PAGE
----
A short (tiny) story I've completed. PLEASE REVIEW!! GP for Reviews!!
Ezra was a warrior in the old country, but that was before the great attack by the northern monsters. Many had been slain in their raids, including Ezra’s own family, but Ezra had fled over the mountain barrier and into a new land. One where the soil was fertile and the woods and streams plentiful. Here he had taken up the blacksmiths art, for the need was immense. As more and more refugees moved into the area, along with them came farmers, butchers, warriors, and hunters. All of these and more soon found his new profession to be needed.
And so Ezra gained stature and wealth, thriving in this new place, and enjoying the peace that they lived in. He even started a new family, with a beautiful wife and two children.
Yet, something haunted Ezra; for no matter how long he lived in that place, he still could hear battle cries when he closed his eyes at night. And they beckoned him to make swords, so he did. Whenever he wasn’t making a plow, or shoeing a horse, or making tools and utensils to fill the many orders he received, he crafted weapons of death. Long swords, daggers, raptors and bows, he mastered them all, and then he improved them. He made better and stronger alloys. He varied the balance in the weapons until they seemed dance on their own.
The other town-folk laughed at him, calling him a fool. They rolled their eyes, and said, “…only a delusional old man would make swords now, for now is a time of peace…”
But still for many years he worked, making hundreds, even thousands, of swords; creating with his own hands an immense arsenal of weaponry. Swords fit for kings, soldiers, warriors, and even knives for assassins. Daggers and pikes, swords and spears - all were created in immense numbers.
Then the time came. That night it was said that the screaming of their mad cries could be heard in the air for hundreds of miles.
They had returned. The Enjoltinie came pouring out of the northern hills. No one knew how the monsters had crossed the mountains - rumors in later years abounded - but the slaughter was terrible.
People turned to Ezra for weapons and he gave them what they needed. They fought back, but to no avail. Slowly, they were forced to run or get killed. Families left one at a time and then were never heard from again.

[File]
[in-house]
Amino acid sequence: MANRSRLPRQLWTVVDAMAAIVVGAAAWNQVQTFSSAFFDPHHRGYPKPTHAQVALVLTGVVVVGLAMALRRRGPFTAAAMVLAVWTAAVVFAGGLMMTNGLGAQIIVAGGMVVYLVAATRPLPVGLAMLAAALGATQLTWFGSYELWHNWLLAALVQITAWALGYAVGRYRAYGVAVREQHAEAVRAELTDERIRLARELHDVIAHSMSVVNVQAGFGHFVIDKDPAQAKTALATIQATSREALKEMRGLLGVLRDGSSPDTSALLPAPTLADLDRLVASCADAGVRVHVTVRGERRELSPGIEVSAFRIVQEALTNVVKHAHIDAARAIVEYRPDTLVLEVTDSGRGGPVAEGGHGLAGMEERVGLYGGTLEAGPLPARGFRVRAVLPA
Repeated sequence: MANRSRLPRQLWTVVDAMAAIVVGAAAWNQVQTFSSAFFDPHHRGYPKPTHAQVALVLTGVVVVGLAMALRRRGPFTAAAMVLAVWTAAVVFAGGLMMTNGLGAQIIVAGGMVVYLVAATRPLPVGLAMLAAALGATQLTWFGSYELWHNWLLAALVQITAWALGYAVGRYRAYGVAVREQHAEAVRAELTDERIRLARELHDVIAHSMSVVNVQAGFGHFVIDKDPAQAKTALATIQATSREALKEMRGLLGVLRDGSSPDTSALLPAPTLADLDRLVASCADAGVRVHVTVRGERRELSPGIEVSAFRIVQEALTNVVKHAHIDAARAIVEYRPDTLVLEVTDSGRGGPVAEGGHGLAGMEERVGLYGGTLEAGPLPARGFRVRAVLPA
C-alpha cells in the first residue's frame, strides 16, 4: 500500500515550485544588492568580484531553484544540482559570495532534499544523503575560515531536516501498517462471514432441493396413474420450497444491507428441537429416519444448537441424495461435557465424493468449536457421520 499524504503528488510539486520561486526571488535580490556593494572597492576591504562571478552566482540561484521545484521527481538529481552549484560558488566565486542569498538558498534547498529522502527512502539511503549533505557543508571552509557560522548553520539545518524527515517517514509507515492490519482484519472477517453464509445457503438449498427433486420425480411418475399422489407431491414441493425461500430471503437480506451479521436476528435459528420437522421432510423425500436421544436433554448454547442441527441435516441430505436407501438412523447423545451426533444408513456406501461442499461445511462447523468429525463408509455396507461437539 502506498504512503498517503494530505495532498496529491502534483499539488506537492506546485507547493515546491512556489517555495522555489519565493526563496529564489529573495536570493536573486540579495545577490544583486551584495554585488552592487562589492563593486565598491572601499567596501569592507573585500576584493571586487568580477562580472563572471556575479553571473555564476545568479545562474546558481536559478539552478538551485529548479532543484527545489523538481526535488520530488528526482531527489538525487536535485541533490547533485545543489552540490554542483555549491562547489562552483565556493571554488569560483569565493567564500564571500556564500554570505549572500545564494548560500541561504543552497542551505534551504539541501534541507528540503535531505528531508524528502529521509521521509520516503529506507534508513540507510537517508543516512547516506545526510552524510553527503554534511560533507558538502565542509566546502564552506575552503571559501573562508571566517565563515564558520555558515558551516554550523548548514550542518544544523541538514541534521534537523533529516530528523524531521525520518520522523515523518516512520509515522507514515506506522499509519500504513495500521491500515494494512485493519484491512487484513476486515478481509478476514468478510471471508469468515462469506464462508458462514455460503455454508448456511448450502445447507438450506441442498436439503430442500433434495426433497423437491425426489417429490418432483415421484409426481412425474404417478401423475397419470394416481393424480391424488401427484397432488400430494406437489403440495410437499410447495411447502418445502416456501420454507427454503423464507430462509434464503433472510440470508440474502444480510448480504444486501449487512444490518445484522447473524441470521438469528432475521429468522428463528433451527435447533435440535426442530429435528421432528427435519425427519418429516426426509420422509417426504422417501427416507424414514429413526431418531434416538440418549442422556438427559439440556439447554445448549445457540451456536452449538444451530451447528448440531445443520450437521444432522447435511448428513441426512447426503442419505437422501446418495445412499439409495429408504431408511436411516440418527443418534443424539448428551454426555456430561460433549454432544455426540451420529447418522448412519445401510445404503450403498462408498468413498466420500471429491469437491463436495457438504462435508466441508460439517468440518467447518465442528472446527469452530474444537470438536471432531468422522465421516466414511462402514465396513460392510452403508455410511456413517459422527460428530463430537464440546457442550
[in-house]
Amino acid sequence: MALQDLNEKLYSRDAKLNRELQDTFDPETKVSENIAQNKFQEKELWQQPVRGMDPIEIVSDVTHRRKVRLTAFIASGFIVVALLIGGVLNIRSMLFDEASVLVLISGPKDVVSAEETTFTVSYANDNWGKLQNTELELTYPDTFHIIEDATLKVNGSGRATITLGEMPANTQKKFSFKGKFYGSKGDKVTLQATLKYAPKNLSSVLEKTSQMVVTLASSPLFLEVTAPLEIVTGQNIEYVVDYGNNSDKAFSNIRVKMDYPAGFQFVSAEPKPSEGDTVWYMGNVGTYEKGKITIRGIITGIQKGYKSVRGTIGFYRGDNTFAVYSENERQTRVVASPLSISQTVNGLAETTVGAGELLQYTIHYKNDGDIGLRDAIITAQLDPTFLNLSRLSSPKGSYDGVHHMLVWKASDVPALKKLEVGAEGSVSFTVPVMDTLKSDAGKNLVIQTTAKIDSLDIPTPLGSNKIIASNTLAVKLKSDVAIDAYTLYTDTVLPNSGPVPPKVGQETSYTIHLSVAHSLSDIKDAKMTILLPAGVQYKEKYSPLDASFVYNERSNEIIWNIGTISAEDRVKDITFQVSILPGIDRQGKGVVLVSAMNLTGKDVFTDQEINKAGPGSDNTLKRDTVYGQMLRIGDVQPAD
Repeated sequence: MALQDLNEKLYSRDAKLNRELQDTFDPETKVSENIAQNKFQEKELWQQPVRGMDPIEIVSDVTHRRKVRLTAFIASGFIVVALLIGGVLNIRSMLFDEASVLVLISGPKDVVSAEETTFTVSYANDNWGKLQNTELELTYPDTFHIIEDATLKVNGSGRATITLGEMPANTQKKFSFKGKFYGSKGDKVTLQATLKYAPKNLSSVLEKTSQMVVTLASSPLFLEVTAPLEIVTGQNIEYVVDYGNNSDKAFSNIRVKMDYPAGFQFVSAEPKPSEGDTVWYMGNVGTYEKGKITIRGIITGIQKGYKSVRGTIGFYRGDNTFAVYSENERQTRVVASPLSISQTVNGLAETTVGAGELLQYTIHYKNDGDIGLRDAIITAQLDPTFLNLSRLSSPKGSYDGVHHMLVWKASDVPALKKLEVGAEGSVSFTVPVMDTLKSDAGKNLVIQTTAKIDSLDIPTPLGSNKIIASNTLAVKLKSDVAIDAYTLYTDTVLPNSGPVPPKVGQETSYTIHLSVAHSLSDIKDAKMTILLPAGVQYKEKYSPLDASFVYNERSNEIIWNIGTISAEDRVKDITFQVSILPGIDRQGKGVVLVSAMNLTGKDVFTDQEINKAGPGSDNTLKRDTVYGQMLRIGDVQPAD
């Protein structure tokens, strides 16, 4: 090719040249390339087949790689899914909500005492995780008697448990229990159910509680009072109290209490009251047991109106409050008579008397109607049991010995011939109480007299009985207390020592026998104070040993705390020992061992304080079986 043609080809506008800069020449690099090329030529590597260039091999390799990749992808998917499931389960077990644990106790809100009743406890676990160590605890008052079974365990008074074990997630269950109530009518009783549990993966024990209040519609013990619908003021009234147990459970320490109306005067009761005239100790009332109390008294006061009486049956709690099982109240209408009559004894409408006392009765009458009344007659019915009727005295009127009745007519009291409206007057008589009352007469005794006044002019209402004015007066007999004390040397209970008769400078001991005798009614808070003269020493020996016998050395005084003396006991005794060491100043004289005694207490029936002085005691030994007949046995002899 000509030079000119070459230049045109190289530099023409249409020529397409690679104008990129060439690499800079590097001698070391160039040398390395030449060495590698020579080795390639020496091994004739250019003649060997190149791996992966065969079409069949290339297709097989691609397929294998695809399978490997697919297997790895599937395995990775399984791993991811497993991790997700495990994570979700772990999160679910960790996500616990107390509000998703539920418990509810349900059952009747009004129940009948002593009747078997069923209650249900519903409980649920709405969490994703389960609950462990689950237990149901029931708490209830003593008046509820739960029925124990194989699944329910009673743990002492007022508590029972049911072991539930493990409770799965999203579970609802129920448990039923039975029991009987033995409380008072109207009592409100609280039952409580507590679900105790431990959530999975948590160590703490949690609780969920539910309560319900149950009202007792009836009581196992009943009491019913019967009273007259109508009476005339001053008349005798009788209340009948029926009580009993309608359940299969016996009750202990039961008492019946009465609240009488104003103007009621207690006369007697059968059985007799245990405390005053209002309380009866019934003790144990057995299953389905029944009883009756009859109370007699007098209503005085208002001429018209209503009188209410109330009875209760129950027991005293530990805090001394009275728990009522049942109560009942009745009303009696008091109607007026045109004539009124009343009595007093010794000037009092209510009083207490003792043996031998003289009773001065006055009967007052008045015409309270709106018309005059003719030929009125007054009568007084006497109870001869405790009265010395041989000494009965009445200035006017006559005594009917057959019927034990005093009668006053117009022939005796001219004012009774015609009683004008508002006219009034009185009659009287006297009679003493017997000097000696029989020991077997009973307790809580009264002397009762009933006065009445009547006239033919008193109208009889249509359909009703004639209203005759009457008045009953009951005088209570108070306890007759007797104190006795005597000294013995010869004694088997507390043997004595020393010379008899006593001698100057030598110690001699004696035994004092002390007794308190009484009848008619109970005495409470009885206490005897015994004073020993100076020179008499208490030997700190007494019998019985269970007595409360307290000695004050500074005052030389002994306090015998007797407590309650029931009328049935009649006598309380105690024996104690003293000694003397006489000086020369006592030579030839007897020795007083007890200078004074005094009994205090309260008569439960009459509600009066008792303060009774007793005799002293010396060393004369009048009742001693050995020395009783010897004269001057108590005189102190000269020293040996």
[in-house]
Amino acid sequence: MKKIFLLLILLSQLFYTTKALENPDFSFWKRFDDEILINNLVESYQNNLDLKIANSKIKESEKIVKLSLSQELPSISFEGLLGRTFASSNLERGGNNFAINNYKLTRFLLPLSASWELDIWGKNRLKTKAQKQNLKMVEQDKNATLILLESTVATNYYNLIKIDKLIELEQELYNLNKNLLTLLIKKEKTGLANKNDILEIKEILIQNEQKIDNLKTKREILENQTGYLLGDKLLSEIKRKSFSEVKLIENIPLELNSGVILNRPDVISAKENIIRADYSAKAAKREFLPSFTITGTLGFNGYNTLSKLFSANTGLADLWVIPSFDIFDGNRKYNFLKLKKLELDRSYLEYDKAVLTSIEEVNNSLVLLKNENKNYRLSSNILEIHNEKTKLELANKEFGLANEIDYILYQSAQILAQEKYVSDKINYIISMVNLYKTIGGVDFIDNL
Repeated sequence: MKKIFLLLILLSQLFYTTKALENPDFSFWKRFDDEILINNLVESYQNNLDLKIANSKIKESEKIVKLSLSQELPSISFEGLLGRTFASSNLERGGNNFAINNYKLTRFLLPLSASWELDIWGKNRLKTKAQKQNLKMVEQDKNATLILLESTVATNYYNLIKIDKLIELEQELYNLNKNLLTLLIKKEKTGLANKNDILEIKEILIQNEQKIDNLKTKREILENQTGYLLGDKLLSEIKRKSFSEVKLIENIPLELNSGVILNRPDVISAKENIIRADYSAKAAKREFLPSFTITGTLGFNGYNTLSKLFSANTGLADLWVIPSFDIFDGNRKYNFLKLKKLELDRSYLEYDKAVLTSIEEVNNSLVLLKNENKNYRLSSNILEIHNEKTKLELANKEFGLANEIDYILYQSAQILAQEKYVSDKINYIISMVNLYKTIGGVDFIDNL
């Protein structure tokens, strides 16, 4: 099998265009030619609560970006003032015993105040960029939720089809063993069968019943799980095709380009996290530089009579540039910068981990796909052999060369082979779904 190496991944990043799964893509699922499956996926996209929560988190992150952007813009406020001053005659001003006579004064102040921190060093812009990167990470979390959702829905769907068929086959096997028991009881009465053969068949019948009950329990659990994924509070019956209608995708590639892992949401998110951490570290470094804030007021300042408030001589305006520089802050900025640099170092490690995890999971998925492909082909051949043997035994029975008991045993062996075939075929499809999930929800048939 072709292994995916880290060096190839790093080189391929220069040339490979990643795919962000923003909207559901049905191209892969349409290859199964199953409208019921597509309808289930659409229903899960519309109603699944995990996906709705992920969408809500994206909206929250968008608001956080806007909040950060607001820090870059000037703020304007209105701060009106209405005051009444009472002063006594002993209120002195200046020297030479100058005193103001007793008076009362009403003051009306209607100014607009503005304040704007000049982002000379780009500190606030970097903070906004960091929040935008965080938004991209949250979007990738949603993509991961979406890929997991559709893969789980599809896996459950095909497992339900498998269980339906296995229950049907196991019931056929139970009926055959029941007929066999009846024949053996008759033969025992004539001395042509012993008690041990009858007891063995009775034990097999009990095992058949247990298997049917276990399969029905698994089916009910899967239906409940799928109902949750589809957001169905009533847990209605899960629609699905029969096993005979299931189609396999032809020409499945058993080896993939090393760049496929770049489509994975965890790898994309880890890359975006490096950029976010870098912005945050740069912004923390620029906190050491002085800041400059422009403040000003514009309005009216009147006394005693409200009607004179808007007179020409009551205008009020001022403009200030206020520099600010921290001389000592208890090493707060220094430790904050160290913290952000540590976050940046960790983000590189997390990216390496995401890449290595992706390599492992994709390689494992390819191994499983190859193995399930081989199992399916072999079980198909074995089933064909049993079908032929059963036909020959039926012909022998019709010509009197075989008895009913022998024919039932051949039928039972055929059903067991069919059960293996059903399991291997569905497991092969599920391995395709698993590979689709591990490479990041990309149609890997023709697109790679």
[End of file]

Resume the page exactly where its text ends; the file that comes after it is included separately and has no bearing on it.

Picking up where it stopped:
They managed to kill a few, but the town’s folk suffered enormous casualties and were close to dying out. Victories were few and they were costly when they happened.
Ezra knew what was coming; he had seen it once before. The people’s supplies would get low enough and the Enjoltinie would start to feel their numbers shrink. Then it would happen.
The Enjoltinie would get mad - perhaps mad wasn’t the right word - but the level of depravity which they reached when angered was not even close to human. They took pleasure in pain and enjoyed getting killed. They’d laugh as you cut them down and then overwhelm you. They were monsters; not human, not beast, but something so far removed that they haunted people’s dreams. They were the reason nightmares existed and the bane of all that lived and loved.
The night it happened arrived all to soon, and the battle was terrible. People and Enjoltinie died in hundreds and thousands. Children died in their mother’s arms, impaled to each other with spikes. Fathers died defending those whom they loved, but the families wouldn’t live to miss them.
And then, like the sudden passing of a massive storm, it was over. Silence filled the night. The dark clouds burst forth with rain and the rivers turned red with blood as the land sought to renew itself. The night was cold and wet. Fires from the battle dwindled and died, not letting even the smell of smoke remain.
The next morning the sun rose and split the dark clouds and the valley turned green again. Birds sang in the treetops, but no one was there to hear them.
That is how it appeared; everyone was dead. The people had finally crushed the Enjoltinie, but at a terrible cost. Their families lay dead and their buildings were burned to rubble. Silence reigned supreme with no one to deny its power.
Yet, from one tiny corner of the village a sound was heard, a sharp metallic clang, and then another. Maybe it was the wind summoning the spirits home, or maybe it was a bird pecking at an ant on a metal shingle.
But, I know what I like to imagine. Ezra’s spirit is once again at its forge, no longer making swords; instead he makes a plow for himself as his family watches on and smiles.
Peace is finally his, and he intends to enjoy it.